Disa Elisabet Tehler

Disa Elisabet Tehler

Assistant professor

One of the most important and unexpected biological findings over the last decade was the realisation that the vast majority of the mammalian genome is actively transcribed at some stage in development despite the lack of translation into protein. Recent reports estimate that at as much as 80% of the genome is actively transcribed into RNA, but only 1-2% consists of protein-coding genes that, in fact, only amounts to 20000 in number. The widespread transcription gives rise to numerous classes of ncRNA that have an enormous potential to orchestrate spatial and temporal gene expression. 

Primary fields of research

non coding RNA, cancer, tRNA, snoRNA

Current research

Recently, a massive progress in the field of RNA research have revealed that a vast number of miRNAs and long ncNRAs have important funcions and are differentially regulated in various cellular processes as well as in diseases, such as cancer. However, so far, relatively little focus has been set towards "classical" ncRNAs, such as tRNA, snoRNA and rRNA, which are presumed to have already well known functions. Nevertheless, interesting aspects of these ancient ncRNAs are starting to emerge. For instance, smaller fragments deriving from these groups of ncRNAs can be incorporated into Argonaute (Ago) and the miRNA pathways and, specific cleavage of tRNAs can be related to inhibition of translational initiation as well as apoptosis. Furthermore, both tRNAs and snoRNAs have been shown to be differentially regulated in cancer and we have recently shown that tRNA deregulation can have an impact of the translation efficiency of specific functional groups of genes (paper accepted to Cell).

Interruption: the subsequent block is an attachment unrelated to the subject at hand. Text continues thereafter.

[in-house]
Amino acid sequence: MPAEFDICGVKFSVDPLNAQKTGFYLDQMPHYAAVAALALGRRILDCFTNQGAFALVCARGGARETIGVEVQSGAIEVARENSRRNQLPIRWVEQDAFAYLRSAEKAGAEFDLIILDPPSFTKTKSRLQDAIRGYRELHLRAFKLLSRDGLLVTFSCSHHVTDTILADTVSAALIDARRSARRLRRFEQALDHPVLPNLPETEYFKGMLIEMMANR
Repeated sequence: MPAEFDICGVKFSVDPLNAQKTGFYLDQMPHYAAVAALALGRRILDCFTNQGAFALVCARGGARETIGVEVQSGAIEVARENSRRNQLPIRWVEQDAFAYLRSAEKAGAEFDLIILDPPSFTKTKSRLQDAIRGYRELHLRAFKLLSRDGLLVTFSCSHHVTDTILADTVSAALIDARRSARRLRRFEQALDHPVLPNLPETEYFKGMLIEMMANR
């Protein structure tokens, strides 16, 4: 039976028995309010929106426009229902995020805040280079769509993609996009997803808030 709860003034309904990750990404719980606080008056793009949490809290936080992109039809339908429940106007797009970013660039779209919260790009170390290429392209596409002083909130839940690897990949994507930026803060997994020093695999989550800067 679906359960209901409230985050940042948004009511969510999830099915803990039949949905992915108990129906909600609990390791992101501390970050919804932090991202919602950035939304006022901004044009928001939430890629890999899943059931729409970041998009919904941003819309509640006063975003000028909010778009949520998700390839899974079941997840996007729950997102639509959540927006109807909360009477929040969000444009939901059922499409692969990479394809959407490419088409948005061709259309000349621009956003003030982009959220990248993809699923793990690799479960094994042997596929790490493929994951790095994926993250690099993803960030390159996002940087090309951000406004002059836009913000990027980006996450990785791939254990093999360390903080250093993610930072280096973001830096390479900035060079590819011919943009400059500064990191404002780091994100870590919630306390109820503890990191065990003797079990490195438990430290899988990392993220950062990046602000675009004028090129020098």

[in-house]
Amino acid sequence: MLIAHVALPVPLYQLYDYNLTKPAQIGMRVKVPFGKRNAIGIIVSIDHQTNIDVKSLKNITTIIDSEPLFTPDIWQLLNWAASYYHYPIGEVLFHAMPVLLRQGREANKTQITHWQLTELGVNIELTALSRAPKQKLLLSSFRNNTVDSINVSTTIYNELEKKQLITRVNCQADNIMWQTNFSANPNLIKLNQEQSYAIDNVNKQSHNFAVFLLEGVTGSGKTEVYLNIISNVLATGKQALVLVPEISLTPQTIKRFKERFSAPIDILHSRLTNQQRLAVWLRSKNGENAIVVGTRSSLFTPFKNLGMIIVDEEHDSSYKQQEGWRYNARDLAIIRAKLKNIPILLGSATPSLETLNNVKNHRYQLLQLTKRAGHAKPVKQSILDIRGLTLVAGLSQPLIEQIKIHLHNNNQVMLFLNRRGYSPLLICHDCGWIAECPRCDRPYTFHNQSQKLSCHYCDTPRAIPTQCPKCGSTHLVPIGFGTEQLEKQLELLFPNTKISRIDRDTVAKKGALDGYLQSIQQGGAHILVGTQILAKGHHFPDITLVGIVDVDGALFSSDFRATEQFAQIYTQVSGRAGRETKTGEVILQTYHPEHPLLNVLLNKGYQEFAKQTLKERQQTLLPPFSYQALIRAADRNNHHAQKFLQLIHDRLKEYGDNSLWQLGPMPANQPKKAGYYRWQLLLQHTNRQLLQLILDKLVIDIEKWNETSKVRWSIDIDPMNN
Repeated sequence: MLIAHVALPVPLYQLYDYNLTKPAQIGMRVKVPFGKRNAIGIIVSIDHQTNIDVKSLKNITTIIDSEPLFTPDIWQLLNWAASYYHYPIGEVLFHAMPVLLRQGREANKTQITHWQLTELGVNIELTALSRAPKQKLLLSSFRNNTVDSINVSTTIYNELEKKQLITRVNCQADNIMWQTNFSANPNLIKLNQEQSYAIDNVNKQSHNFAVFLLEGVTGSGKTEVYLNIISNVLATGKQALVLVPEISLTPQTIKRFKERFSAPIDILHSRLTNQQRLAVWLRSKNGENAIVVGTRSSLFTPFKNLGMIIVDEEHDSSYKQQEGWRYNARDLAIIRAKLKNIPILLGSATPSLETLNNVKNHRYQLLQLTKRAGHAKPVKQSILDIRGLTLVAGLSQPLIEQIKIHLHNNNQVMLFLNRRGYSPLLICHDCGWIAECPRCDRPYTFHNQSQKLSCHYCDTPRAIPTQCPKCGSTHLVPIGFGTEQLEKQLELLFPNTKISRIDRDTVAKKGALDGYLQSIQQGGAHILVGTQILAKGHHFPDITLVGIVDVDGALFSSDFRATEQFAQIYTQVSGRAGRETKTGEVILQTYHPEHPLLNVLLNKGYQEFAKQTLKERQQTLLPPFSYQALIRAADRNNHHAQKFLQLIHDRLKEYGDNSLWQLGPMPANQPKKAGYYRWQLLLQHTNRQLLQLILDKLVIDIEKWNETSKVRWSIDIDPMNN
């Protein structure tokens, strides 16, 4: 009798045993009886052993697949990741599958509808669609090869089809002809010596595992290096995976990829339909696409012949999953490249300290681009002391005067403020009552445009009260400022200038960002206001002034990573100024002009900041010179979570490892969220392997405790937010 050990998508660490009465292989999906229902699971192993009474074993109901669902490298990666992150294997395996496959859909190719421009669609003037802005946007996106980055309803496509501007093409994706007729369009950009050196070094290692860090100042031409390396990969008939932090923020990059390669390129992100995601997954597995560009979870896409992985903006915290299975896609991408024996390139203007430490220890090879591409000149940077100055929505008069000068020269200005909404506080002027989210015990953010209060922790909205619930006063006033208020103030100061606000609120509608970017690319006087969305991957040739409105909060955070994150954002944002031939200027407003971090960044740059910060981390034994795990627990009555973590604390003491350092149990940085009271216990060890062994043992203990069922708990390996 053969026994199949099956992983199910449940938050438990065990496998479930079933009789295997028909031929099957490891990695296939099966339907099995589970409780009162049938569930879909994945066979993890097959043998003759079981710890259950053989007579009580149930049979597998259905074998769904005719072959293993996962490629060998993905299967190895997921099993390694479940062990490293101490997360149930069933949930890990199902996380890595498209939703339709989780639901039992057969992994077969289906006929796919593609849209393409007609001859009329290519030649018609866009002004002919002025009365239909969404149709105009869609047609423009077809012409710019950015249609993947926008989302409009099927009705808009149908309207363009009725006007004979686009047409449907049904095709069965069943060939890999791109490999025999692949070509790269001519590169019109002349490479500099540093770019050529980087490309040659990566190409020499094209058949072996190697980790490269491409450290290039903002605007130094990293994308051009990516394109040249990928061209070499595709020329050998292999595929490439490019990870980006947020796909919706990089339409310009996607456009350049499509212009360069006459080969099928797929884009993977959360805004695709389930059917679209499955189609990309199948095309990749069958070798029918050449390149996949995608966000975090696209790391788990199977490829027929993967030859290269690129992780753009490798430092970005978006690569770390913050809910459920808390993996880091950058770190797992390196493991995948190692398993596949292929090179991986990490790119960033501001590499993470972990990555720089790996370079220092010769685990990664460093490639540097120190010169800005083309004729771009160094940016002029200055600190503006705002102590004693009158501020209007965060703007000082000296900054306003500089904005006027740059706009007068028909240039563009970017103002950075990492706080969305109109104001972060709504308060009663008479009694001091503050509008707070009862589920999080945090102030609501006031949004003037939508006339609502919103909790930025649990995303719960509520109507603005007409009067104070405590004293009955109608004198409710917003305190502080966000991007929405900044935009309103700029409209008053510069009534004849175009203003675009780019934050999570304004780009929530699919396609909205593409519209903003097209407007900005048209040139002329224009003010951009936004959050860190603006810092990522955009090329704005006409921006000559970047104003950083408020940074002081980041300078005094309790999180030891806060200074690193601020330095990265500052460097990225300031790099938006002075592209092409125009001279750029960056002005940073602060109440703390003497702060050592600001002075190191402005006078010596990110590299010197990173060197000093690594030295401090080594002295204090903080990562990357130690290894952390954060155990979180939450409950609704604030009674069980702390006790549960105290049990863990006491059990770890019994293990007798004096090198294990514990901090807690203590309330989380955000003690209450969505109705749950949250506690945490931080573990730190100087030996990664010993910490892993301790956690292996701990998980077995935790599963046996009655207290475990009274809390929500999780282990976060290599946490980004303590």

Furthermore, we have evidence that a large group of small nucleolar RNAs (snoRNAs) are extensively deregulated in human cancers as well as in various model systems of proliferation, differentiation and senescence. In my current research project we have set out to investigate the role and function of snoRNA differential regulation and how they contribute to various cellular functions such translation and cell growth .


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